Thanks to a specific OP-TEE trusted application (TA) running on the Arm® TrustZone and to the ETZPC peripheral, it is possible to authenticate the Cortex-M4 firmware and to install it on isolated MCU RAM to ensure its integrity during the execution. For details, please refer to How_to_protect_the_coprocessor_firmware article.

Once started, the Cortex-M4 executes the STM32CubeMP1 firmware, which controls the Cortex-M4 internal resources (MPU, WFI,...)


Click on the right to expand the legend...

STM32MP15 internal peripherals

Check boxes illustrate the possible peripheral allocations supported by STM32 MPU Embedded Software:

  • means that the peripheral can be assigned to the given runtime context.
  • means that the peripheral is assigned by default to the given runtime context and that the peripheral is mandatory for the STM32 MPU Embedded Software distribution.
  • means that the peripheral can be assigned to the given runtime context, but this configuration is not supported in STM32 MPU Embedded Software distribution.
  • is used for system peripherals that cannot be unchecked because they are hardware connected in the device.

Refer to How to assign an internal peripheral to an execution context for more information on how to assign peripherals manually or via STM32CubeMX.
The present chapter describes STMicroelectronics recommendations or choice of implementation. Additional possiblities might be described in STM32MP15 reference manuals.

Domain Peripheral Runtime allocation Comment
Instance Cortex-A7
secure
(OP-TEE)
Cortex-A7
non-secure
(Linux)
Cortex-M4

(STM32Cube)
Core/Cortex-M4 Cortex-M4 Cortex-M4 Controlled by LInux or OP-TEE.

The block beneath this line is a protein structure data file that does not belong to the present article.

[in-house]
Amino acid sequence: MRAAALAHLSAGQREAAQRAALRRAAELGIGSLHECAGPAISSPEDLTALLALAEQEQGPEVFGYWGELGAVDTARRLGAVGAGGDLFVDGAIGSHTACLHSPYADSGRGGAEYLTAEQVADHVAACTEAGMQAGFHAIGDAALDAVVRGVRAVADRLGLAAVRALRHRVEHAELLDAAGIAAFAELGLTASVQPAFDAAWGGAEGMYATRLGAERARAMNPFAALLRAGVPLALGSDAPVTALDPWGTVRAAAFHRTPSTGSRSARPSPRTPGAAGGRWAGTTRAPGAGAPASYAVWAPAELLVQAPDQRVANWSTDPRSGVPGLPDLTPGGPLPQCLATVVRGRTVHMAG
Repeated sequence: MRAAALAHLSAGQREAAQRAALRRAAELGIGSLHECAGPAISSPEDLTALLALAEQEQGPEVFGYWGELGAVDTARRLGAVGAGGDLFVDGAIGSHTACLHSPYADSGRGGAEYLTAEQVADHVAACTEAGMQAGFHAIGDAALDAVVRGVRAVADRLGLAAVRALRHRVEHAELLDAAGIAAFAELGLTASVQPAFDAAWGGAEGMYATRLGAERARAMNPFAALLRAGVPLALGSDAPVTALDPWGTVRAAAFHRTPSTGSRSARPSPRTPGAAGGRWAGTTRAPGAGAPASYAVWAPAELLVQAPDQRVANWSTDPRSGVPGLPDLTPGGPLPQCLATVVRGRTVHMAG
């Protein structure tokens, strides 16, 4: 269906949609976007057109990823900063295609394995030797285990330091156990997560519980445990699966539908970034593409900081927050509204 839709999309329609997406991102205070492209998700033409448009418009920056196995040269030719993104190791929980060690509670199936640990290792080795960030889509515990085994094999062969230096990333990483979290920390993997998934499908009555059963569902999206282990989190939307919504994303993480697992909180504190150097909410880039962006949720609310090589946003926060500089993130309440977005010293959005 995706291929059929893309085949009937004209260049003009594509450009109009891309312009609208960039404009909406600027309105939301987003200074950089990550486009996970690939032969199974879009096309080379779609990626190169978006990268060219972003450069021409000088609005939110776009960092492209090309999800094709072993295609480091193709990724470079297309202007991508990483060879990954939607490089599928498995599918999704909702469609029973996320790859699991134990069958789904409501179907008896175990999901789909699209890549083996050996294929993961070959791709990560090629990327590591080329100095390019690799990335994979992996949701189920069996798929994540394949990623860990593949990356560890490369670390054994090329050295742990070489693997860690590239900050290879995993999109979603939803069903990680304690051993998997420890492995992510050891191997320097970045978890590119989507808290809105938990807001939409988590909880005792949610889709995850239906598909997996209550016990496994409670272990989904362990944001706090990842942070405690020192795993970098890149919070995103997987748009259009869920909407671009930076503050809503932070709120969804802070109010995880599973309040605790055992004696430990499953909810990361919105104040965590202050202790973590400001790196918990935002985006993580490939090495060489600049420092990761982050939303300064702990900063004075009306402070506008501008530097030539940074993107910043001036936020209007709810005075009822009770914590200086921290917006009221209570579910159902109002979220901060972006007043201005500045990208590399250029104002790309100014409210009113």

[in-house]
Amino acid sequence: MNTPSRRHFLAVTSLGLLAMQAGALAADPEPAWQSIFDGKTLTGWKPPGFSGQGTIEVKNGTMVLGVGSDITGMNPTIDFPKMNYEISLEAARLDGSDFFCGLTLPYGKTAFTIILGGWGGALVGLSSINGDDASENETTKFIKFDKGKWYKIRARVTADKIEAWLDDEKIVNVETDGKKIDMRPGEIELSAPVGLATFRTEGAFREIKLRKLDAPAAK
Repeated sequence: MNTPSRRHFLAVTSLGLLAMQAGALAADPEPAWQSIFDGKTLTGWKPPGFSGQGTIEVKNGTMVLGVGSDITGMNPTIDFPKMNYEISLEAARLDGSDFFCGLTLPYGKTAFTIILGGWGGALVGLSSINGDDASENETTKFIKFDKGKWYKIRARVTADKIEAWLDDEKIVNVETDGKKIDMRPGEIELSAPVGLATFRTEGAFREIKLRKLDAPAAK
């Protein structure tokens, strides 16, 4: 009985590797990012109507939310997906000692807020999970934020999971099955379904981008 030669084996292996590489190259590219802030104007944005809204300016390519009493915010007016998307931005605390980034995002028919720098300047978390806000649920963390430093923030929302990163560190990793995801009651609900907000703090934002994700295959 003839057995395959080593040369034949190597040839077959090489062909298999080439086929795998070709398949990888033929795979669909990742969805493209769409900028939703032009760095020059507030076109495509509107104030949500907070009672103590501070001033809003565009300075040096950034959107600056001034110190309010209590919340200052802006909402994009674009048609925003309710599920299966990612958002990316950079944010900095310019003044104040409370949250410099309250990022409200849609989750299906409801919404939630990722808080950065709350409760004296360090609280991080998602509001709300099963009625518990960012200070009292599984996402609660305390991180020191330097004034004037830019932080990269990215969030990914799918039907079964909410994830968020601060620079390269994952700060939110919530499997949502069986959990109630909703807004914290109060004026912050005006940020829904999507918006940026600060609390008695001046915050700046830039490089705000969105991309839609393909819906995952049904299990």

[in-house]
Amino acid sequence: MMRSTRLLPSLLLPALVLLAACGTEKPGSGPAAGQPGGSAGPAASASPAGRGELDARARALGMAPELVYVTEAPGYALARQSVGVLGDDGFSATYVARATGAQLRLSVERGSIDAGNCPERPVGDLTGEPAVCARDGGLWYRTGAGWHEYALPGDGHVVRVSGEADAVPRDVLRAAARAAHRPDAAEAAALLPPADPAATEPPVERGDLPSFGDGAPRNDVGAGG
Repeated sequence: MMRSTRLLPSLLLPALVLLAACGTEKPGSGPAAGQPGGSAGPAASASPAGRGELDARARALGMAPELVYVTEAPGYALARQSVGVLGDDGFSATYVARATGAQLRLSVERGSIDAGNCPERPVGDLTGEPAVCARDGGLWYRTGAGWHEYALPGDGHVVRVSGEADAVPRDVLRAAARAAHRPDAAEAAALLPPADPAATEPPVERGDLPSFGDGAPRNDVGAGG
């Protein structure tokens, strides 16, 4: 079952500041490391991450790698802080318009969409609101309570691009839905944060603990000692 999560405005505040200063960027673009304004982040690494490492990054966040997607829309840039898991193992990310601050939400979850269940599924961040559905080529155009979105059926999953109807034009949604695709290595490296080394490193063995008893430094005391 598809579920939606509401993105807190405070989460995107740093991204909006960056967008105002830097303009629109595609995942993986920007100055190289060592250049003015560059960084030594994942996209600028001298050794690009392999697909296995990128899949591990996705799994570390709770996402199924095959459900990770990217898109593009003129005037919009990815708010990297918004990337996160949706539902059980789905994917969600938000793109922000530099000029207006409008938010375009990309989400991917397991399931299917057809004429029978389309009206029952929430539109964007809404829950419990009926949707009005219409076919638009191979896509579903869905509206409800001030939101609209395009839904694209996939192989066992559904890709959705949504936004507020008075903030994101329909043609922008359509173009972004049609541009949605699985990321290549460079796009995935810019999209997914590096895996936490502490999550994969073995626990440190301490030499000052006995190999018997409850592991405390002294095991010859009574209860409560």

Running the STM32CubeMP1 firmware.

4. Software frameworks and drivers[edit source]

Below are listed the software frameworks and drivers managing the Cortex-M4 for the embedded software components listed in the above tables.

  • The Cortex-M4 runs applications developed using to the STM32CubeMP1 distribution package.
  • The Cortex-M4 can be startup at boot time or at runtime, with or without firmware authentication, using the remoteproc frameworks available in different components of the OpenSTLinux distribution:
  • The Cortex-M4 operates as a coprocessor, either autonomously as any external microcontroller, or communicating with the main processor (Cortex-A7) via the RPMsg communication pipe.

5. How to assign and configure the peripheral[edit source]

Two steps to configure the Cortex-M4 and the peripherals assigned to it:

  1. As the main processor of the system, the Cortex-A7 (running OpenSTLinux distribution) first takes care of the initialization of all system resources: supplies, clock tree, and so on.
  2. The STM32CubeMP1 package then takes care of all the Cortex-M4 local configuration (NVIC, MPU, and so on). It can rely on the resource manager to modify system resources without interfering with the Cortex-A7.

6. How to go further[edit source]

Refer to the Arm website[1] for more detailed information on this core.

7. References[edit source]